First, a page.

One of the most interesting enrollment shifts is the growing market share of for-profit institutions. In 2002-2003, the ratio of students enrolled in private nonprofit colleges as compared to private for-profit schools was almost 3 to 1. In 2008-2009, that dropped to 2 to 1, with private for-profit institutions representing about 9% of the total postsecondary enrollment.
Although that's still a relatively small base, it represents a startling shift in Americans' attitudes toward for-profit, or proprietary, education. Education experts note that the recession is probably at the root of this change. Federal Pell Grant distribution shows that the majority of the students attending for-profit colleges are low-income. When the community colleges and public universities that normally serve this group become overcrowded, low-income students are more likely to turn to for-profit private institutions that promise vocational training than nonprofit private colleges that tend to have staggeringly high sticker prices. For-profit schools also typically offer conveniently located campuses, night classes and an emphasis on e-books, all of which makes education far more accessible for low-income individuals and degree-seeking professionals.
Financial Aid and Graduation Rates
Although financial aid information in the NCES report lags a year behind enrollment data, it still shows the early effects of the recession. The overall percentage of undergraduate students receiving financial aid climbed from 73.4% in 2006-2007 to 76.4% in 2007-2008, but the proportion of full-time, first-time students receiving aid did vary by type of school:
|Type of Institution||Percentage of First-Time Students Receiving Aid|
|Private Nonprofit 4-Year||86%|
|Private Nonprofit 2-Year||84.5%|
|Private For-Profit 4-Year||76.2%|
|Private For-Profit 2-Year||86.9%|
For the 2007-2008 academic year.
Graduation rates are the final statistic collected by the NCES in their annual reports on postsecondary institutions. Unfortunately, their data collection methods are less than ideal on this statistic. There are many problems, but the primary complaints levied against the NCES' methodology are that the organization only counts students who started as full-time, first-time freshmen and that it excludes students who transfer, even if they do go on to graduate. As a result, the rates they report leave out a large segment of the college-going population who do actually end up graduating.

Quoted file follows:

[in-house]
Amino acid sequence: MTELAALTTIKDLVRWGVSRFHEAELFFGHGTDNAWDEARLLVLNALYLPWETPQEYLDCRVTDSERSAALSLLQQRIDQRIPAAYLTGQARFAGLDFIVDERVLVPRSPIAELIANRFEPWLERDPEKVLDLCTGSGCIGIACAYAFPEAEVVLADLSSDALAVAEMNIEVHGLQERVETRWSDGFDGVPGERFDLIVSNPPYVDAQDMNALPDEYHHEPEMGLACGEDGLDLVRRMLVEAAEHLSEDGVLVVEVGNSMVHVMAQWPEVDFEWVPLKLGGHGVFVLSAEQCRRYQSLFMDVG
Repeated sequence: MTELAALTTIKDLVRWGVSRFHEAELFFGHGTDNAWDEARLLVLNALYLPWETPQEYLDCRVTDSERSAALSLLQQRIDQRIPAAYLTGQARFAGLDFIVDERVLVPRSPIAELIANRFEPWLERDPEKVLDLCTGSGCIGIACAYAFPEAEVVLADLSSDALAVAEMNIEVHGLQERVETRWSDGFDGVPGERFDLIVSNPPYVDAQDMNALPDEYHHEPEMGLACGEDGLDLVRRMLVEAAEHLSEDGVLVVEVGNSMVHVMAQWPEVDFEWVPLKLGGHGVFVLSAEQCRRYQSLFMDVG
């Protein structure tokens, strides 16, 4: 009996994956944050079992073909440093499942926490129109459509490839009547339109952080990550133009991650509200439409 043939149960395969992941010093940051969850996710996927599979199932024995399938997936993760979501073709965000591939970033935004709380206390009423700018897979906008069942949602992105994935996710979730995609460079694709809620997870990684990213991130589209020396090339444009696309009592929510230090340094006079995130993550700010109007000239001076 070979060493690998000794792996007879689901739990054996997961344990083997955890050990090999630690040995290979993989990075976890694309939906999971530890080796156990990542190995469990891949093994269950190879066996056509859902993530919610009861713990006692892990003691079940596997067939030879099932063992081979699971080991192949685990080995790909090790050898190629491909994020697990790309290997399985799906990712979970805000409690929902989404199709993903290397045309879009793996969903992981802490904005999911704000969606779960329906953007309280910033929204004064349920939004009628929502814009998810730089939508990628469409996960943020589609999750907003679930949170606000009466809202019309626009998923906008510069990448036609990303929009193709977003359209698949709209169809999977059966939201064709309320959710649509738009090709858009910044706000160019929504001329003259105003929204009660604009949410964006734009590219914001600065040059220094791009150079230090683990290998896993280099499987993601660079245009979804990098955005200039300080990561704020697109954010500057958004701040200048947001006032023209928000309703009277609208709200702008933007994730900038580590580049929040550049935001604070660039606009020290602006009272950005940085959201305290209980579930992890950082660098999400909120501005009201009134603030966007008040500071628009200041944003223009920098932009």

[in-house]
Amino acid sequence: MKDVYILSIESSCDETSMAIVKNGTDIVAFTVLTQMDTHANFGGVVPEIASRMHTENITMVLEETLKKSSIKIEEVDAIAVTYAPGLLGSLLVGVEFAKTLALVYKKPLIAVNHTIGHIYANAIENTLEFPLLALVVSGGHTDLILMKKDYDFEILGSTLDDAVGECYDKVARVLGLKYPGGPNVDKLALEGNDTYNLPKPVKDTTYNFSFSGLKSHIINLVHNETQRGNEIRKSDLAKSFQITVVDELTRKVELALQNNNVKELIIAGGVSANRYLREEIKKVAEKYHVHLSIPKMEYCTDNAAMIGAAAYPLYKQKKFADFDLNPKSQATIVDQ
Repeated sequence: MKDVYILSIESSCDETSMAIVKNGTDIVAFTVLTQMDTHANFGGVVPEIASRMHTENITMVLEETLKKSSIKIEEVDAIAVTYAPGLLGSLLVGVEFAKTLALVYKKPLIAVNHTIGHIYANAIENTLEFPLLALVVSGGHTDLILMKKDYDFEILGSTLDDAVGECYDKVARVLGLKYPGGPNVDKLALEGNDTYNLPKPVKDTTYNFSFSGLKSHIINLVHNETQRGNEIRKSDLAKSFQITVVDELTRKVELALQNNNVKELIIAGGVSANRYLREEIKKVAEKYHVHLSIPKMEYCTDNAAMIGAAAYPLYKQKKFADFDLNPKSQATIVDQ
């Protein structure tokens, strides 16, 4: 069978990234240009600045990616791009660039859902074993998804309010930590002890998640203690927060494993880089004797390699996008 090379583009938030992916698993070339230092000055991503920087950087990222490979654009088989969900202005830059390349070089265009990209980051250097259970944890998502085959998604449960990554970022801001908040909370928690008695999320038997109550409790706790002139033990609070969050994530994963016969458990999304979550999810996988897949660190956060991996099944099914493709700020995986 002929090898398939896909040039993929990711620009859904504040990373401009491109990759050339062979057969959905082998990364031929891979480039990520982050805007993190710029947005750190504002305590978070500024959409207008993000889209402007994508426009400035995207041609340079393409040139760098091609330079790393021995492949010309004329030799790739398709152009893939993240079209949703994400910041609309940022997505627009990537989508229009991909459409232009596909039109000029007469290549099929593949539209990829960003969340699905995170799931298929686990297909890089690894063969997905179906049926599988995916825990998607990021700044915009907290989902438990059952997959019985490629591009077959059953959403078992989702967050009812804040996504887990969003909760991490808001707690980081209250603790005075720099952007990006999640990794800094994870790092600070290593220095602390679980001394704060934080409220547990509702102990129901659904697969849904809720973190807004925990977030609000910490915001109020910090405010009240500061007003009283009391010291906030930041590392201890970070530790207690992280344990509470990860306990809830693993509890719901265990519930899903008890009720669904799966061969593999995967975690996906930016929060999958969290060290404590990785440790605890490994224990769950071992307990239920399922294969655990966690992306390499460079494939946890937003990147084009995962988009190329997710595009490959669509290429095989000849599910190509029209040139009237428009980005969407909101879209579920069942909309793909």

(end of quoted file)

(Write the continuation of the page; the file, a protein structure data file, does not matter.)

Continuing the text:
Policymakers are looking at implementing major changes to IPEDS in the hopes of rectifying this problem. In the short term, they've tried to cast a slightly wider net by tracking students for a longer period. Typical graduation rate statistics only include students who graduate within 150% of the normal time-to-degree. That would be six years for a 4-year degree program, or three years for a 2-year degree program. This year, NCES has also included data for 'original' students who graduated within 200% of the standard time-to-degree.
Overall, they found that 36.1% of original students earned a bachelor's degree in four years, 57.5% in six years and 60.6% in eight years. At 2-year institutions, 18.9% of first-time students earned their degree in two years, 31.4% in three years and 37.3% in four years. For certificate programs, 47.3% of students finished in the expected amount of time, 67% finished in 150% of normal time and 71.5% finished in 200% of normal time.